(1) Except for the time prescribed in clause (i) of sub-rule (4) of rule 20, sub-rule (6) of rule 20, rule 21, sub-rules (1), (5) and (6) of rule 24B, sub-rules (10) and (11) of rule 24C, sub-rule (4) of rule 55, sub-rule (1A) of rule 80 and sub-rules (1) and (2) of rule 130, the time prescribed by these rules for doing of any act or the taking of any proceeding thereunder may be extended by the Controller for a period of one month, if he thinks it fit to do so and upon such terms as he may direct.
(2) Any request for extension of time prescribed by these rules for the doing of any act or the taking of any
proceeding thereunder shall be made before the expiry of such time prescribed in these rules.
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 Article 48: Delay in Meeting Certain Time Limits –
(1) Where any time limit fixed in this Treaty or the Regulations is not met because of interruption in the mail service or unavoidable loss or delay in the mail, the time limit shall be deemed to be met in the cases and subject to the proof and other conditions prescribed in the Regulations.
(2)(a) Any Contracting State shall, as far as that State is concerned, excuse, for reasons admitted under its national law, any delay in meeting any time limit.
(b) Any Contracting State may, as far as that State is concerned, excuse, for reasons other than those referred to in subparagraph (a), any delay in meeting any time limit.
 Rule 82 quarter of the PCT regulations: Excuse of Delay in Meeting Time Limits
(a) Any interested party may offer evidence that a time limit fixed in the Regulations for performing an action before the receiving Office, the International Searching Authority, the Authority specified for supplementary search, the International Preliminary Examining Authority or the International Bureau was not met due to war, revolution, civil disorder, strike, natural calamity or other like reason in the locality where the interested party resides, has his place of business or is staying, and that the relevant action was taken as soon as reasonably possible.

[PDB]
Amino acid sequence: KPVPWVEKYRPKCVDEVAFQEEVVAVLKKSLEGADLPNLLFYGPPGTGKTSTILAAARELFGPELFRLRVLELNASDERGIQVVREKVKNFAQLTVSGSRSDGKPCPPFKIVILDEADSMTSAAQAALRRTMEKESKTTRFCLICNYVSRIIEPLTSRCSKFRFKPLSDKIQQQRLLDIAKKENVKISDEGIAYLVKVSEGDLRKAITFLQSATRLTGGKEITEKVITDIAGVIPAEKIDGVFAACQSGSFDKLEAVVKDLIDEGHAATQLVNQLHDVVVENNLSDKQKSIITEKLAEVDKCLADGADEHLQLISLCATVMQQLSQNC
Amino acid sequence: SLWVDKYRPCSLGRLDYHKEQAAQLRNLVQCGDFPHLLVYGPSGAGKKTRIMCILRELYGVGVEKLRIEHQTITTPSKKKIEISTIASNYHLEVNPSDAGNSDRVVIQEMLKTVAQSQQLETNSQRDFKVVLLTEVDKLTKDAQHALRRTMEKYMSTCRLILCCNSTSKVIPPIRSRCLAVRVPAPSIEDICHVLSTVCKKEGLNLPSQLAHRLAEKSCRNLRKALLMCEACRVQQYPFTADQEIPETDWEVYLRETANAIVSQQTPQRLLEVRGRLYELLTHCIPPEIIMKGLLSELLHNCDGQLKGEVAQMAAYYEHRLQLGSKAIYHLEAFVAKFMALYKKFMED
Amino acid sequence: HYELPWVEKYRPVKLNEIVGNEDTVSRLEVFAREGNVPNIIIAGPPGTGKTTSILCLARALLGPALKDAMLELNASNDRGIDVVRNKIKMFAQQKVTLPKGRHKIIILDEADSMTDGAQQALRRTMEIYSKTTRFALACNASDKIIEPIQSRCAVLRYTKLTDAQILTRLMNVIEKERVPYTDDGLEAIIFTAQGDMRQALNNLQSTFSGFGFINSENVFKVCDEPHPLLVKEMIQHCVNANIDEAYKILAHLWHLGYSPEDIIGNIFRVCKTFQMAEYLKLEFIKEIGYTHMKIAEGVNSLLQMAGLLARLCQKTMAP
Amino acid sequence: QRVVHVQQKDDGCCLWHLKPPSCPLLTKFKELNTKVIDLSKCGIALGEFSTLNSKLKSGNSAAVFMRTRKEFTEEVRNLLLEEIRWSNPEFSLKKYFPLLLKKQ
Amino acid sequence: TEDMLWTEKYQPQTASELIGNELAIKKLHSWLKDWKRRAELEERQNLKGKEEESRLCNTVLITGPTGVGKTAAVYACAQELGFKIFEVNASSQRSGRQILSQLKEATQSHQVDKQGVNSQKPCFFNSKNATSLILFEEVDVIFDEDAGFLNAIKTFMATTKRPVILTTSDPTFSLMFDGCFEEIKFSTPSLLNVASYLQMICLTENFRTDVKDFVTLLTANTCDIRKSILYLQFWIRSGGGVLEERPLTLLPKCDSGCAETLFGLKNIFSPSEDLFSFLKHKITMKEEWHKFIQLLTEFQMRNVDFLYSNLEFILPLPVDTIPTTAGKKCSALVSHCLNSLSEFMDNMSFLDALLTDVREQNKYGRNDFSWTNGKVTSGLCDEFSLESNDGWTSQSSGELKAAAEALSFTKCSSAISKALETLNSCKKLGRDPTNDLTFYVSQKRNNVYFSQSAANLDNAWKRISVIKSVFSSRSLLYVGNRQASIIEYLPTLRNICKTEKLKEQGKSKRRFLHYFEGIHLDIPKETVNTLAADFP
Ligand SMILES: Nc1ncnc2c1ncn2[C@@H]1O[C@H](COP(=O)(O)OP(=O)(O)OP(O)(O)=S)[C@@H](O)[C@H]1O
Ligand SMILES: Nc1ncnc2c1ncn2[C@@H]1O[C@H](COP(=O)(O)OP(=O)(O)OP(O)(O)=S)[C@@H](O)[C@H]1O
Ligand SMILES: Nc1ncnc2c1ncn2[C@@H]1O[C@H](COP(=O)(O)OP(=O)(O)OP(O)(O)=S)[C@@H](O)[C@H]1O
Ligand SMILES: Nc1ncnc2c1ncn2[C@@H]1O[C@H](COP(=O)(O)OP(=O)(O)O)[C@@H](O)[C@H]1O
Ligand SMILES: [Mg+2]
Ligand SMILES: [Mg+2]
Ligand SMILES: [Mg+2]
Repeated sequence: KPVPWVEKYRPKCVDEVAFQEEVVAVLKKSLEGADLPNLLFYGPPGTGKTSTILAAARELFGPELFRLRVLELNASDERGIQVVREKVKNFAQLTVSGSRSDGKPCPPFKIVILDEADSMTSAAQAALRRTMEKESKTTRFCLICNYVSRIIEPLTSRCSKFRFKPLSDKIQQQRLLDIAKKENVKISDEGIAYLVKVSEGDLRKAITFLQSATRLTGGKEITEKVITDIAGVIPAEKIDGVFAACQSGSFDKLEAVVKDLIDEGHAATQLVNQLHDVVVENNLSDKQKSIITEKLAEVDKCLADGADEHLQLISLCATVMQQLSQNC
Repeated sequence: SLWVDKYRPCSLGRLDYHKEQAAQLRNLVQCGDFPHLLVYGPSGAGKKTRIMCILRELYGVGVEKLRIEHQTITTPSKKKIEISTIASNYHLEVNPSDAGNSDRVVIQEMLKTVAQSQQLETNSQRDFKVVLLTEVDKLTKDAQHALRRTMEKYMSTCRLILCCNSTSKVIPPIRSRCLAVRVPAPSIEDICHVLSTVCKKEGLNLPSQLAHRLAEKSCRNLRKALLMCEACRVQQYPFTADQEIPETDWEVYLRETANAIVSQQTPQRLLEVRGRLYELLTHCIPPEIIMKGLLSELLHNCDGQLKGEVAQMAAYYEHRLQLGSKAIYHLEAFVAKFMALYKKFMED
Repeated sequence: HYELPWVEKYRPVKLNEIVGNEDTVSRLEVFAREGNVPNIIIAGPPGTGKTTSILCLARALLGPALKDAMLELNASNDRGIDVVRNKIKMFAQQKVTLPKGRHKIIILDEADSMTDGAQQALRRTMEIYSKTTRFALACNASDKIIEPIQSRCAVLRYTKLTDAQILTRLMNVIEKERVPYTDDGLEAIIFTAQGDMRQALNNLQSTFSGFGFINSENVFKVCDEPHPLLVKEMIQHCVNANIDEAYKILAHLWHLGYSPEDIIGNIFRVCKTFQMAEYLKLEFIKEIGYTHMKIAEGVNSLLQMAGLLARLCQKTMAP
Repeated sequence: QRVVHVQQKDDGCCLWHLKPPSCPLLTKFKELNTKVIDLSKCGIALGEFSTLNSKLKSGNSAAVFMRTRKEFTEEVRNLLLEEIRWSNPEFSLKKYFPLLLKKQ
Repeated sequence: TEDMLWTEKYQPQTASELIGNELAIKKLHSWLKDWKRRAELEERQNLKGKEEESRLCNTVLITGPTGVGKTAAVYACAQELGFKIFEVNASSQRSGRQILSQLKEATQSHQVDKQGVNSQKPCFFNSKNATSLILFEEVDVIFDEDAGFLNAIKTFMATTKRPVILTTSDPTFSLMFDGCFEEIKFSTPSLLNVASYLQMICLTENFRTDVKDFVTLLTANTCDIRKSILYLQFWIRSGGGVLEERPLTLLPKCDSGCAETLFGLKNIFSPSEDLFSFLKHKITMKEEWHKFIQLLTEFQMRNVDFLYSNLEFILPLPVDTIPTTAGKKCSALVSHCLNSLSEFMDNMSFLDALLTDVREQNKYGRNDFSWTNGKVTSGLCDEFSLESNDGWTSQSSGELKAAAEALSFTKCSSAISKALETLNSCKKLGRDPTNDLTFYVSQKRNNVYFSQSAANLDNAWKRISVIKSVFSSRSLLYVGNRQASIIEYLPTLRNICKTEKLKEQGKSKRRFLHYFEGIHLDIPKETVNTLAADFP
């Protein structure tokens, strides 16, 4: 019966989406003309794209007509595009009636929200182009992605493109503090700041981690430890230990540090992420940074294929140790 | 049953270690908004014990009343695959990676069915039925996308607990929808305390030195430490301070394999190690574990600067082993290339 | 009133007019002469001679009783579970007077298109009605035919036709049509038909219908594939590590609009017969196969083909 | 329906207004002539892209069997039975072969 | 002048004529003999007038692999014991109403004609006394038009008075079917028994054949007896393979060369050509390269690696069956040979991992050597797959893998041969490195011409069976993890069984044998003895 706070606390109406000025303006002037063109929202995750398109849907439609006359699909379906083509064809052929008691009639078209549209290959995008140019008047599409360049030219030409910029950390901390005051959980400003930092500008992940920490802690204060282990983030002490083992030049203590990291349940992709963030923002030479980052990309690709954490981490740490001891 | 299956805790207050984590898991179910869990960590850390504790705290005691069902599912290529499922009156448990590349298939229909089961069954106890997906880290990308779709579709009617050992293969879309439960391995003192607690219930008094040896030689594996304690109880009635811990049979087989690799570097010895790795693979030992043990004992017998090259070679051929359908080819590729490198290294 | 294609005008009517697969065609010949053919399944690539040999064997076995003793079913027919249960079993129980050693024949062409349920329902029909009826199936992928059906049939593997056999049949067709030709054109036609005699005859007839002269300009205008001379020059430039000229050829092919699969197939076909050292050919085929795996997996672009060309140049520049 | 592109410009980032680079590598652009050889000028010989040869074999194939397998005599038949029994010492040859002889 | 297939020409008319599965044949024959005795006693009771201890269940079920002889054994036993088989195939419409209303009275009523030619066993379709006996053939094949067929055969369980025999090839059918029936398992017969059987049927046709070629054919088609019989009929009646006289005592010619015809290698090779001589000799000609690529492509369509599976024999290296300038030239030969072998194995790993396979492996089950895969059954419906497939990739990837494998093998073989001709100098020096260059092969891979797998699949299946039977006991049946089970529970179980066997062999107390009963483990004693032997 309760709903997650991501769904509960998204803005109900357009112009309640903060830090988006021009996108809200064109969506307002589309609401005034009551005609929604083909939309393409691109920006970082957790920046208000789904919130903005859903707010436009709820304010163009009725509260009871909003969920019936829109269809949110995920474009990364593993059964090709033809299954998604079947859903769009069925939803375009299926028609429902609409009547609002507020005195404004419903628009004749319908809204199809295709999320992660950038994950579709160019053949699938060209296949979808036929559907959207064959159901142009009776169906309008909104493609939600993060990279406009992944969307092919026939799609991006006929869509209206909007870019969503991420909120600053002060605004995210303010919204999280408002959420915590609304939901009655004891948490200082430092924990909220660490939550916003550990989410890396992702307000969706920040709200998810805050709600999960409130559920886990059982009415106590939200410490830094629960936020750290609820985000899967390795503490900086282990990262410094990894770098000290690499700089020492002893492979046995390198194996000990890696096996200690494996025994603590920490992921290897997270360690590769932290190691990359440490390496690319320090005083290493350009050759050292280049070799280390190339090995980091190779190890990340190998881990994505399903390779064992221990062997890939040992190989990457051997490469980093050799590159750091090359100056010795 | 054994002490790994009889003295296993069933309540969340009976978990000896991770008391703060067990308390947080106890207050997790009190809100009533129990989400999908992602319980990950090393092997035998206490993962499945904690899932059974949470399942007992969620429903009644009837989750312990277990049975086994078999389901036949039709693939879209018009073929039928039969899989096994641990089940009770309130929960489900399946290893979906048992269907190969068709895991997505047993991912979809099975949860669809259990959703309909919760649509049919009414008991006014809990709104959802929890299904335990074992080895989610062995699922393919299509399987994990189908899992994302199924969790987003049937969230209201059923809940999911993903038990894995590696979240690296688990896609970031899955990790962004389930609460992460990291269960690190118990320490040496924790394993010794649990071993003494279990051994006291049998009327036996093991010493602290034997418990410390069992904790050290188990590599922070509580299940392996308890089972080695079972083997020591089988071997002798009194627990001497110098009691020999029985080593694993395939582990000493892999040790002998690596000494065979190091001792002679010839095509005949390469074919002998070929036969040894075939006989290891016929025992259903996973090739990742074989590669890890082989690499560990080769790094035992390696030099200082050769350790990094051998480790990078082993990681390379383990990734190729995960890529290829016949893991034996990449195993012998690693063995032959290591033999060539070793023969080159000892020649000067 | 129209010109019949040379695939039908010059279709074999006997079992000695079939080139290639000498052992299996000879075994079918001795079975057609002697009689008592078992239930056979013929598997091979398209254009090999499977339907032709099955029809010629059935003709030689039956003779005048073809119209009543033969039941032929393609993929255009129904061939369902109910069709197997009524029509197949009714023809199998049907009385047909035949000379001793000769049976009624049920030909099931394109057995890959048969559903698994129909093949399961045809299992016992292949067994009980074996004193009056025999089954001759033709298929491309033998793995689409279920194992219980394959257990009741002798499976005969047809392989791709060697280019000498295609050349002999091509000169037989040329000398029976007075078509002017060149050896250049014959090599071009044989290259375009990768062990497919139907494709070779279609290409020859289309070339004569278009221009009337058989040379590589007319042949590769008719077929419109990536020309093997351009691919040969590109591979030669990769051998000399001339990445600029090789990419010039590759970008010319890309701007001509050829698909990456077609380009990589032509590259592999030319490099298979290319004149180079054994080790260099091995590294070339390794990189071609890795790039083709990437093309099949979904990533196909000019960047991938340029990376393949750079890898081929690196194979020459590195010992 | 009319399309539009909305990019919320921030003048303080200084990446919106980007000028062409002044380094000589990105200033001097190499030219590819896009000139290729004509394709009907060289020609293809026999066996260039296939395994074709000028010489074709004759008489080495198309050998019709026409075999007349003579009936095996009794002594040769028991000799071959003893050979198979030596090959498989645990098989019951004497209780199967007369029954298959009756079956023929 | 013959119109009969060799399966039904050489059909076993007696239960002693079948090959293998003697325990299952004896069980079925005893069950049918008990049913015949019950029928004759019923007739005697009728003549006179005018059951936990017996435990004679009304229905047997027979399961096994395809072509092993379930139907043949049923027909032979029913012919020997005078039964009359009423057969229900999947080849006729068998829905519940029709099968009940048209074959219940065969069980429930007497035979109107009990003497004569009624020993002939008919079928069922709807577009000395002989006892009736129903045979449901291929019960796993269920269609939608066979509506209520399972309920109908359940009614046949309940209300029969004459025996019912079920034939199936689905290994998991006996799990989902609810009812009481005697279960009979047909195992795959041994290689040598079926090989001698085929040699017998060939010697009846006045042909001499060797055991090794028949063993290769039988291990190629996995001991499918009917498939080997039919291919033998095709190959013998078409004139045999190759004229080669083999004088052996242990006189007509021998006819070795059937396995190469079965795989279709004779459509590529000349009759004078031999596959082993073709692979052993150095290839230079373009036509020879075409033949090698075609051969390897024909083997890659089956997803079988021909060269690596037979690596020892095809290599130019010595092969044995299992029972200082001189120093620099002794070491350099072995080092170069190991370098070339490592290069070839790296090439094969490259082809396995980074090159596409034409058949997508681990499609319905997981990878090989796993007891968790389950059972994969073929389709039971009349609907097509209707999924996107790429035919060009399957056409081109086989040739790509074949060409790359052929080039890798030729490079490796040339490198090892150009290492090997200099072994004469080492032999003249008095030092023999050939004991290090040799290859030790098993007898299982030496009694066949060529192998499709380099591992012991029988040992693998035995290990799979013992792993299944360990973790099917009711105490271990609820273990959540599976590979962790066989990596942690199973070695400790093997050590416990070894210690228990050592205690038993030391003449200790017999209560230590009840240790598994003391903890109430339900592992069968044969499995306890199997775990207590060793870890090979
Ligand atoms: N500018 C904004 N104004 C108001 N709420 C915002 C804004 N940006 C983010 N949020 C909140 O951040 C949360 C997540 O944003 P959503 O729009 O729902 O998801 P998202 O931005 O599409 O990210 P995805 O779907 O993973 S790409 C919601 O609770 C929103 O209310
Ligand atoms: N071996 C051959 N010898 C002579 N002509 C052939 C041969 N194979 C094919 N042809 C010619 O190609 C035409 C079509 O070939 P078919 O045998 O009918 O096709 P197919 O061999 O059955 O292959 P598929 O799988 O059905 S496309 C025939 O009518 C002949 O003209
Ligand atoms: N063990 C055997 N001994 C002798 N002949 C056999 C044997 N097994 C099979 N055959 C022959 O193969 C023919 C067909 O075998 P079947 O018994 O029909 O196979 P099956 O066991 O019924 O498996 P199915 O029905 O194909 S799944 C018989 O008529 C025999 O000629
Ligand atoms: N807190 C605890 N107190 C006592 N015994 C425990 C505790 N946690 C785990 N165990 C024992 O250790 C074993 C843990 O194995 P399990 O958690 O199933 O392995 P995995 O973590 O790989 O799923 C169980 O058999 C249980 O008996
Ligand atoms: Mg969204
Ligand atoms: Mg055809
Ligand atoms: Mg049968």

(b) Any such evidence shall be addressed to the Office, Authority or the International Bureau, as the case may be, not later than six months after the expiration of the time limit applicable in the given case. If such circumstances are proven to the satisfaction of the addressee, delay in meeting the time limit shall be excused.
(c) The excuse of a delay need not be taken into account by any designated or elected Office before which the applicant, at the time the decision to excuse the delay is taken, has already performed the acts referred to in Article 22 or Article 39.
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 Rule 20: International applications designating or designating and electing India.-
(4) (i) The time limit referred to in sub-rule (2) shall be thirty one months from the priority date as referred to in Article 2(xi);
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 Rule 22: Effect of non-compliance with certain requirements. – An international application designating India shall be deemed to be withdrawn if the applicant does not comply with the requirements of rule 20.
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 Rule 6(5): In case of delay in receipt of a document or a communication sent by the patent office to a party to any proceedings under the Act or these rules, the delay in transmitting or resubmitting a document to the patent office or doing any act by the party may be condoned by the Controller if a petition for such condonation of delay is made by the party to the Controller immediately after the receipt of the document or a communication along with a statement regarding the circumstances of the fact and evidence in support of the statement:
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Image source/attribution here, this image is in public domain.